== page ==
Halloween spending is expected to soar to $9.1 billion this season as more and more adults tap into their inner child.
Not only are they opting for ever more elaborate decorations — corpses rising from the dead, singing demons — they are dressing up to pay homage to their favorite pop culture character or political stance.
According to a new survey by the National Retail Federation and Prosper Insights & Analytics, sales will increase 8.3 percent over 2016’s sales of $8.4 billion, or an average of $86.13 That breaks down to $3.4 billion on costumes purchased by 69 percent of the shoppers surveyed; $2.7 billion on candy, purchased by 95 percent of the shoppers surveyed; $2.7 billion on decorations, purchased by 72 percent of shoppers surveyed; and $410 million on greeting cards, purchased by 37 percent of shoppers surveyed.
When it comes to buying costumes and other Halloween supplies, 47 percent of shoppers will visit discount stores and 38 percent will go to a specialty Halloween store or costume store. In addition, 25 percent will shop at supermarkets, 24 percent at department stores and 22 percent will shop online.
Confirming that Halloween isn’t just for children, a record number of adults (48 percent) plan to dress in costume this year — with witch, favorite Batman character, animal or pirate as the most popular choices.
Jerry Vest, co-owner of Have Guns Will Rent Costumes & Props shop in Kansas City, Kan., said superheros are perennial favorites, but this year that includes policemen, firemen and soldier costumes.
“That makes my heart start fluttering because they are my superheroes,” he said. “I have requests for Batman, a pimp. I haven’t had anything for Darth Vader. The 1920s all year round. Hippies, for high school reunions and Halloween. ‘Beauty and the Beast.’ Santa Claus, eight just this week. Yes, yes, I think that’s silly and I absolutely have no idea why, makes no sense.”
He said industry sources say witches will be hot this year but he hasn’t seen it. He’s also getting more requests for patriot outfits: “Their way to show support for the National Anthem,” he said.
“My business had been growing 10 to 30 percent until 2008 when it dropped 30 percent because of the economy. Many shops went out of business nationwide,” Vest said. “But this year, because of the economy, it is much better. We expect it to be the best ever.”
Strip malls and shopping centers also are benefiting by filling their large and long-empty retail spaces with Halloween pop-up stores.
Spirit Halloween, which was founded in 1983, has 1,300 locations this year including four in the KC metro.
The company expects many toddlers will be dressed as their favorite TV character — such as Shimmer & Shine, PJ Masks and the “Paw Patrol” crew — while older children will pick Eleven, Dustin, Joyce and even Barb characters from the Netflix drama “Stranger Things.” Spirit Halloween has exclusive rights for the official “Stranger Things” costumes, as well as the Sanderson sisters from Hocus Pocus.
Girlpower will be out in force through Wonder Woman, Disney’s Belle and Moana, and “Dance Moms’ ” JoJo Siwa. Customers also can pick creepy aliens, Victorian steampunk and social-media inspired costumes such as the dog filter and giant bobbleheads.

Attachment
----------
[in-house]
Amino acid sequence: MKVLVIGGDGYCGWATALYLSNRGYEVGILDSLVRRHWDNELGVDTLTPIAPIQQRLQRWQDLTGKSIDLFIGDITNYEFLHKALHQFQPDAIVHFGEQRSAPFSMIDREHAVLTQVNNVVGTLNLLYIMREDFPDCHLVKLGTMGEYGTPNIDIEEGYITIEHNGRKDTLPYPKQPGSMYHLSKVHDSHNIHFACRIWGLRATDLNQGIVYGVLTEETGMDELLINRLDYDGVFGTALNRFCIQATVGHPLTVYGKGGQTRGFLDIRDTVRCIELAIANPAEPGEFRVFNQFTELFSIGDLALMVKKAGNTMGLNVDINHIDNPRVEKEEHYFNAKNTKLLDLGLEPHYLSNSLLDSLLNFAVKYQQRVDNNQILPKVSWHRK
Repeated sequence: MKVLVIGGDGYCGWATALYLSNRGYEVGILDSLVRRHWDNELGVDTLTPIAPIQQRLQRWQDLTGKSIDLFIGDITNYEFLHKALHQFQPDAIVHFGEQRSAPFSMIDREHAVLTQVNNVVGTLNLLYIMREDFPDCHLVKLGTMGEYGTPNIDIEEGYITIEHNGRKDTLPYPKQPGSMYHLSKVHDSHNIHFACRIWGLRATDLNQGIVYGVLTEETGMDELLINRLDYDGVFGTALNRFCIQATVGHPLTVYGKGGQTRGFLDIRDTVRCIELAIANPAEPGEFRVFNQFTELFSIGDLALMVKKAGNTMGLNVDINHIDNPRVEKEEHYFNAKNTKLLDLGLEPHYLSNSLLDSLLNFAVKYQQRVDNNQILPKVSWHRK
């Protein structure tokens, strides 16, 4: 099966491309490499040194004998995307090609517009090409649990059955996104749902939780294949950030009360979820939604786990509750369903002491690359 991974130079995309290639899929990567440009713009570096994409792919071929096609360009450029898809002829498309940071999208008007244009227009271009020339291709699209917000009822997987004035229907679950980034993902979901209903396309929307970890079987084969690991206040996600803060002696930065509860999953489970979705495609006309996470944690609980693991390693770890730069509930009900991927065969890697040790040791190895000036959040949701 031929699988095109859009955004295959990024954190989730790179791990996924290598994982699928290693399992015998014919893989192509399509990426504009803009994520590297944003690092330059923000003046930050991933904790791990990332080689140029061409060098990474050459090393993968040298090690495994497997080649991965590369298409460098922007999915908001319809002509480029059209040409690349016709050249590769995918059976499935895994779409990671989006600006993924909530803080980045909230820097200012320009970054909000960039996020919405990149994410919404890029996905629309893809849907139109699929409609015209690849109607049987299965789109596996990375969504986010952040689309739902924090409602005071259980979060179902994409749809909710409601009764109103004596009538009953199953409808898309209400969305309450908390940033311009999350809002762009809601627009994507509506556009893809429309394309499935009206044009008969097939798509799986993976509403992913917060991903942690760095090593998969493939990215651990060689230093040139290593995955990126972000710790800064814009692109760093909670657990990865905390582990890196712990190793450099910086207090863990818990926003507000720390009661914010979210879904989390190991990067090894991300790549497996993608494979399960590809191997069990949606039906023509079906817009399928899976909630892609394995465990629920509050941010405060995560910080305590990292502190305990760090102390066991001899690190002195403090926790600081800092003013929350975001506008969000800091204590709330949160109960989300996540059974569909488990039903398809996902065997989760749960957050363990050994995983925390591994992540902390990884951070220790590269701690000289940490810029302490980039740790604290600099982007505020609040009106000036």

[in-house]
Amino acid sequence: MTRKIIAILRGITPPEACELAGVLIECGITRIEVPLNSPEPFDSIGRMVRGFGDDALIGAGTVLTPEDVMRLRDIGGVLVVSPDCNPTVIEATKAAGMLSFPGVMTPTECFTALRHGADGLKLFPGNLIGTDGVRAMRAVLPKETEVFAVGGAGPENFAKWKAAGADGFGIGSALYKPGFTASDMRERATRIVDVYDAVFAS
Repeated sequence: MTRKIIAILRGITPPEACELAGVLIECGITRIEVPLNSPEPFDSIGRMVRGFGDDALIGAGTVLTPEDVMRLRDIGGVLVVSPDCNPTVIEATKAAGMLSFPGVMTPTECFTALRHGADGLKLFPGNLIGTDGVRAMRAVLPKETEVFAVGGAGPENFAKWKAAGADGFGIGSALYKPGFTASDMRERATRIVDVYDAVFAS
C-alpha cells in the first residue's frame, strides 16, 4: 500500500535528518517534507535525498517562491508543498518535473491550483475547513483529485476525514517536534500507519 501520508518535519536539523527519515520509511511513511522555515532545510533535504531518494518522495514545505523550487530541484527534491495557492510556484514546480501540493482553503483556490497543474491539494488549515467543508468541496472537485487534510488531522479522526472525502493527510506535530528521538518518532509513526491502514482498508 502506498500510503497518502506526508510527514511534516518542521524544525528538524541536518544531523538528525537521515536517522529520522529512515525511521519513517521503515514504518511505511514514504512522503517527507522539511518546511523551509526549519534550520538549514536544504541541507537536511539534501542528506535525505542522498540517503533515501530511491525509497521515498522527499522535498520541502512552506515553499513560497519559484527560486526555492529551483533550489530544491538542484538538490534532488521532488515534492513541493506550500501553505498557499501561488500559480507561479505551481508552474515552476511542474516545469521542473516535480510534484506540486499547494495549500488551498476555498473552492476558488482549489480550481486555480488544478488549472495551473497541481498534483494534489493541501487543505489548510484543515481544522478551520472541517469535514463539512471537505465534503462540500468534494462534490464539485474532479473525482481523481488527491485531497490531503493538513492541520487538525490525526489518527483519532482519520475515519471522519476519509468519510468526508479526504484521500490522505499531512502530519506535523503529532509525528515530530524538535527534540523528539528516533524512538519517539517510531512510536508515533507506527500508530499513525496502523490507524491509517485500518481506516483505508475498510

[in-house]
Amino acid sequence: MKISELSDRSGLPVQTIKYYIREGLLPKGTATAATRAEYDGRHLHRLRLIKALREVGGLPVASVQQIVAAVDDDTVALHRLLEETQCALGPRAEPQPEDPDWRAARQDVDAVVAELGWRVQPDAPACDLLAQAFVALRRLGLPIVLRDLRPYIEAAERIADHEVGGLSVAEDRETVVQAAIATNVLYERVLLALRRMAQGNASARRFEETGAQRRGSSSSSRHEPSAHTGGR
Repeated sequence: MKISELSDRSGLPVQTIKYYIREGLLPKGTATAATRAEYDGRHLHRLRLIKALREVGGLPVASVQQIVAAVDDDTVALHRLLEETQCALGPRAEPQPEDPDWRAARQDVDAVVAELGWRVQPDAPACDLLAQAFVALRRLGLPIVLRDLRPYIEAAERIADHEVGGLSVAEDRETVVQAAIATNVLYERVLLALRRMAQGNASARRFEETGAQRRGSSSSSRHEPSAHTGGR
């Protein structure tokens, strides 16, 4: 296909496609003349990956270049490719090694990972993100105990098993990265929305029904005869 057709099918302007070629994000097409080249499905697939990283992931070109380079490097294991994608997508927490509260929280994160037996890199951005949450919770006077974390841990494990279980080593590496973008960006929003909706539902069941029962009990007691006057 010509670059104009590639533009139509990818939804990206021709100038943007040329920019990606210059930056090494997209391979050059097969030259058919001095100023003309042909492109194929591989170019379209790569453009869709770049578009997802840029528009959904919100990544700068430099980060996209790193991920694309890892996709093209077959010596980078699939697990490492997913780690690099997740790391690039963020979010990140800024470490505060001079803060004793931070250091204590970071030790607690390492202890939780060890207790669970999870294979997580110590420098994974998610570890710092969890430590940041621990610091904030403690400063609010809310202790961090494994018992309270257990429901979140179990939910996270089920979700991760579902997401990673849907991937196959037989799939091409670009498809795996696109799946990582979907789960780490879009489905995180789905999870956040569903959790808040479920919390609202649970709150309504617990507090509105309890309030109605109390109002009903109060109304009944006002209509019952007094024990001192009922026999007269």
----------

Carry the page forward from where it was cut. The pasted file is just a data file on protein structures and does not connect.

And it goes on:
Some millennials, nostalgic for their childhoods and teenage years, will go for a 1990s throwback theme with costumes based on “Baywatch,” “Space Jam” and “Saved by the Bell” stars. Food-themed costumes include bacon and egg, tacos, Chinese take-out, a can of Spam and a bright red King crab.
A Spirit Halloween press release recommends do-it-yourself looks: “Grab a presidential pout mask and your cellphone for an easy transformation into Tweeting Trump, tiny hands not included.”
Decor can be as simple as spider webs and pumpkin door posters to hair-raisingly eerie animatronic characters that can cost $100 to $200 or more — toe-tagged corpses who rise from the dead, fogging basement doors with creepy hands clawing to get out, jumping spiders and talking demons. Even Home Depot is getting into the spirit with an animated standing witch, eyes glowing yellow, who wants your tears for her witch’s brew.
Employees at Halloween Express expect troll costumes to be popular choices, as well as child-eating clown Pennywise from the movie “It.”
The chain also offers couples costumes — plug and socket, peanut butter and jelly sandwiches, Betty and Barney Rubble, Popeye and Olive Oyl — as well as career and occupations from airline captain to a KISS-themed rocker to a priest. Women’s career costumes — cabbie, referee, astronaut, sergeant — tend to come with “sexy” in the title.
Lenexa’s locally owned Twisted Halloween has two taglines — “Think outside the bag” and “Dare to be different.” It tries to create more of an experience by offering free makeup classes for teenagers and adults — zombies, clowns and other characters — and free face-painting for children on the weekends.
“People see the same bagged costumes, the same stuff every year. But we have tons of accessories to create your own look,” said Michelle Hoffine, owner and operator.
One wall at Twisted Halloween is filled with pirate gear, popular from the “Pirates of the Caribbean” movies and also an easier choice for family members who all want to dress alike.
Hoffine also tries to stock higher quality merchandise so it can be repurposed for the next Halloween. A pixie coat, for example could be used in a pirate outfit, steampunk, witch or vampire, or vintage carnival or clown, she said.
“And we always sell out of Nixon, Clinton and Obama masks every season,” she said. “Some people come in and see a political mask and that sets them off. Sometimes they get so upset they leave without buying anything.”